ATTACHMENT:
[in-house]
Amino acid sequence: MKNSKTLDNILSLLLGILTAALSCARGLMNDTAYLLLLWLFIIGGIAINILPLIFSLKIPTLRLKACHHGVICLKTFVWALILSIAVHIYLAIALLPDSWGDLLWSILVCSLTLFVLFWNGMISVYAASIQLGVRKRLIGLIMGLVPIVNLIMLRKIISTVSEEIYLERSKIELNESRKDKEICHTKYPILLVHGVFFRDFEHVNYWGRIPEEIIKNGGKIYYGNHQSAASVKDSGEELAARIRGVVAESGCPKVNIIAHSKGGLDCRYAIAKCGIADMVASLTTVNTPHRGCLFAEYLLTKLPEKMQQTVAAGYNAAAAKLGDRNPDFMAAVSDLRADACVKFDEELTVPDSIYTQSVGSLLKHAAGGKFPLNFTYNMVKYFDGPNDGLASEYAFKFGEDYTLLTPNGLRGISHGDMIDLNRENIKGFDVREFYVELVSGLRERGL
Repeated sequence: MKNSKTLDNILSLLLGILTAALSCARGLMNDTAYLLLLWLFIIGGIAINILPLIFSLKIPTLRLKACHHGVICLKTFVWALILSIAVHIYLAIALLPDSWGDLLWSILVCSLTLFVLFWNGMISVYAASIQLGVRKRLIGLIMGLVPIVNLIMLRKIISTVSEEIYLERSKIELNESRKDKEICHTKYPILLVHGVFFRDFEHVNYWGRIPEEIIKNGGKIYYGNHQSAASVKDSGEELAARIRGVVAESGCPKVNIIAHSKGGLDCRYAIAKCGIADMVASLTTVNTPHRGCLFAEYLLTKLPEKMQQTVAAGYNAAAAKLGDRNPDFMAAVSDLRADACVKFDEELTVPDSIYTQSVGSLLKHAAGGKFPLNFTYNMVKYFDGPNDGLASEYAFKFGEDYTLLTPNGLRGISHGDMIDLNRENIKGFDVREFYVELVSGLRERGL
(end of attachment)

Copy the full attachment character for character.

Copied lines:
[in-house]
Amino acid sequence: MKNSKTLDNILSLLLGILTAALSCARGLMNDTAYLLLLWLFIIGGIAINILPLIFSLKIPTLRLKACHHGVICLKTFVWALILSIAVHIYLAIALLPDSWGDLLWSILVCSLTLFVLFWNGMISVYAASIQLGVRKRLIGLIMGLVPIVNLIMLRKIISTVSEEIYLERSKIELNESRKDKEICHTKYPILLVHGVFFRDFEHVNYWGRIPEEIIKNGGKIYYGNHQSAASVKDSGEELAARIRGVVAESGCPKVNIIAHSKGGLDCRYAIAKCGIADMVASLTTVNTPHRGCLFAEYLLTKLPEKMQQTVAAGYNAAAAKLGDRNPDFMAAVSDLRADACVKFDEELTVPDSIYTQSVGSLLKHAAGGKFPLNFTYNMVKYFDGPNDGLASEYAFKFGEDYTLLTPNGLRGISHGDMIDLNRENIKGFDVREFYVELVSGLRERGL
Repeated sequence: MKNSKTLDNILSLLLGILTAALSCARGLMNDTAYLLLLWLFIIGGIAINILPLIFSLKIPTLRLKACHHGVICLKTFVWALILSIAVHIYLAIALLPDSWGDLLWSILVCSLTLFVLFWNGMISVYAASIQLGVRKRLIGLIMGLVPIVNLIMLRKIISTVSEEIYLERSKIELNESRKDKEICHTKYPILLVHGVFFRDFEHVNYWGRIPEEIIKNGGKIYYGNHQSAASVKDSGEELAARIRGVVAESGCPKVNIIAHSKGGLDCRYAIAKCGIADMVASLTTVNTPHRGCLFAEYLLTKLPEKMQQTVAAGYNAAAAKLGDRNPDFMAAVSDLRADACVKFDEELTVPDSIYTQSVGSLLKHAAGGKFPLNFTYNMVKYFDGPNDGLASEYAFKFGEDYTLLTPNGLRGISHGDMIDLNRENIKGFDVREFYVELVSGLRERGL